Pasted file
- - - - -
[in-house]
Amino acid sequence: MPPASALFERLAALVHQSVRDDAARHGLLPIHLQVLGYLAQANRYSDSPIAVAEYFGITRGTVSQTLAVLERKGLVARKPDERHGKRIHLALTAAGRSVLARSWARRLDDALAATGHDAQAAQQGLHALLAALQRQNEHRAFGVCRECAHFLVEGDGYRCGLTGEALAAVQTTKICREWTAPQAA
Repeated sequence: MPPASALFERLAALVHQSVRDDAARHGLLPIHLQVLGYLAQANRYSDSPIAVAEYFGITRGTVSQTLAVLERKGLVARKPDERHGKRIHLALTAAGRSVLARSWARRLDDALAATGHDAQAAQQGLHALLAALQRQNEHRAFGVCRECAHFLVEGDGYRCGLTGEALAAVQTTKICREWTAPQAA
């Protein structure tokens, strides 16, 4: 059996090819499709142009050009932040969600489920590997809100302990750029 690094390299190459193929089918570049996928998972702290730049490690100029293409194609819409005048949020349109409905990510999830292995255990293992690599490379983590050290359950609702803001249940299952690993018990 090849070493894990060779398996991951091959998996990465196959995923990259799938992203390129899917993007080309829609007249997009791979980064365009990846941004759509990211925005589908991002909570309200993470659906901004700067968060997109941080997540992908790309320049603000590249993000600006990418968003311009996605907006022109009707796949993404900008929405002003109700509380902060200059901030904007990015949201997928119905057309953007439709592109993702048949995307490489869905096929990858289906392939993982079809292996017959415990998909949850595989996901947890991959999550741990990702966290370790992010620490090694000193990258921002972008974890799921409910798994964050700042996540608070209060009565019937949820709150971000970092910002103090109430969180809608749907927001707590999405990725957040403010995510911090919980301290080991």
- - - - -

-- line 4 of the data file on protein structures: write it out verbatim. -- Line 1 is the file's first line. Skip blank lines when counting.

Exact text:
């Protein structure tokens, strides 16, 4: 059996090819499709142009050009932040969600489920590997809100302990750029 690094390299190459193929089918570049996928998972702290730049490690100029293409194609819409005048949020349109409905990510999830292995255990293992690599490379983590050290359950609702803001249940299952690993018990 090849070493894990060779398996991951091959998996990465196959995923990259799938992203390129899917993007080309829609007249997009791979980064365009990846941004759509990211925005589908991002909570309200993470659906901004700067968060997109941080997540992908790309320049603000590249993000600006990418968003311009996605907006022109009707796949993404900008929405002003109700509380902060200059901030904007990015949201997928119905057309953007439709592109993702048949995307490489869905096929990858289906392939993982079809292996017959415990998909949850595989996901947890991959999550741990990702966290370790992010620490090694000193990258921002972008974890799921409910798994964050700042996540608070209060009565019937949820709150971000970092910002103090109430969180809608749907927001707590999405990725957040403010995510911090919980301290080991």